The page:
Mercury stable isotopes constrain atmospheric sources to the Ocean

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Martin Jiskra, Lars-Eric Heimburger-Boavida, Marie-Maelle Desgranges, Mariia Petrova, Aurelie Dufour, Beatriz Ferreira-Araujo, Jeremy Masbou, Jerome Chmeleff, Melilotus Thyssen, David Point


Human exposure to toxic mercury (Hg) is dominated by the consumption of seafood1,2. Earth system models suggest that Hg in marine ecosystems is supplied by atmospheric wet and dry Hg(II) deposition, with a 3 times smaller contribution from gaseous Hg(0) uptake3,4. Observations of marine Hg(II) deposition and Hg(0) gas exchange are sparse however5, leaving the suggested importance of Hg(II) deposition6 ill-constrained. Here we present the first Hg stable isotope measurements of total Hg (tHg) in surface and deep Atlantic and Mediterranean seawater and use it to quantify atmospheric Hg deposition pathways. We observe overall similar tHg isotope compositions, with median Δ200Hg signatures of 0.02‰, lying in between atmospheric Hg(0) and Hg(II) deposition end-members. We use a Δ200Hg isotope mass balance to estimate that seawater tHg can be explained by the mixing of 42% (24 to 50 %, median and interquartile range) atmospheric Hg(II) gross deposition and 58% (50 to 76 %) Hg(0) gross uptake. We measure and compile additional, global marine Hg isotope data including particulate Hg, sediments and biota and observe a latitudinal Δ200Hg gradient indicating larger ocean Hg(0) uptake at high latitudes. Our findings suggest that global atmospheric Hg(0) uptake by the oceans is equal to Hg(II) deposition, which has implications for our understanding of atmospheric Hg dispersal and marine ecosystem recovery.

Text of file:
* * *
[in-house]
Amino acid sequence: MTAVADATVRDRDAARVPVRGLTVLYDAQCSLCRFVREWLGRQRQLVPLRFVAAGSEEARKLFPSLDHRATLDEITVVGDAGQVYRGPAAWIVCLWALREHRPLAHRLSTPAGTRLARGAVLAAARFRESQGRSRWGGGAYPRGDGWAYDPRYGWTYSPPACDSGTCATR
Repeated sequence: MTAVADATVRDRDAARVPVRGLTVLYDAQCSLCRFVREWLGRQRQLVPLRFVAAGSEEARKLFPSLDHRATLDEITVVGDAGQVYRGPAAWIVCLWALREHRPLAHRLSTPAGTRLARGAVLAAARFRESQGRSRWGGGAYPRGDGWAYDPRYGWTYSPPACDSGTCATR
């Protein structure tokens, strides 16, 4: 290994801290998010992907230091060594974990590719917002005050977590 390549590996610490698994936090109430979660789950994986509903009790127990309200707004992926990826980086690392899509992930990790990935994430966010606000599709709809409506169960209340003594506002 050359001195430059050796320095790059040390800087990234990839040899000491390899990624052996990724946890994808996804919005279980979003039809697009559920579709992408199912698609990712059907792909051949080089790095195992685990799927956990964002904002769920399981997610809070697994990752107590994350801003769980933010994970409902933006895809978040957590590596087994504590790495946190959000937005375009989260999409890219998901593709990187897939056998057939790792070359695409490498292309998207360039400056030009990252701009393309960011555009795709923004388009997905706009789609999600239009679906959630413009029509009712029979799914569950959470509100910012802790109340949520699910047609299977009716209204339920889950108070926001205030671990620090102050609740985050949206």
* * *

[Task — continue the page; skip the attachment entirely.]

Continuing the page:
Earth Sciences, Environmental Sciences, Oceanography, Oceanography and Atmospheric Sciences and Meteorology, Physical Sciences and Mathematics


mercury, sediment, air-sea echange, biota, deposition, fish, isotopes, marine, ocean, particles, particulate


Published: 2020-08-28 15:09

Last Updated: 2021-07-15 23:25

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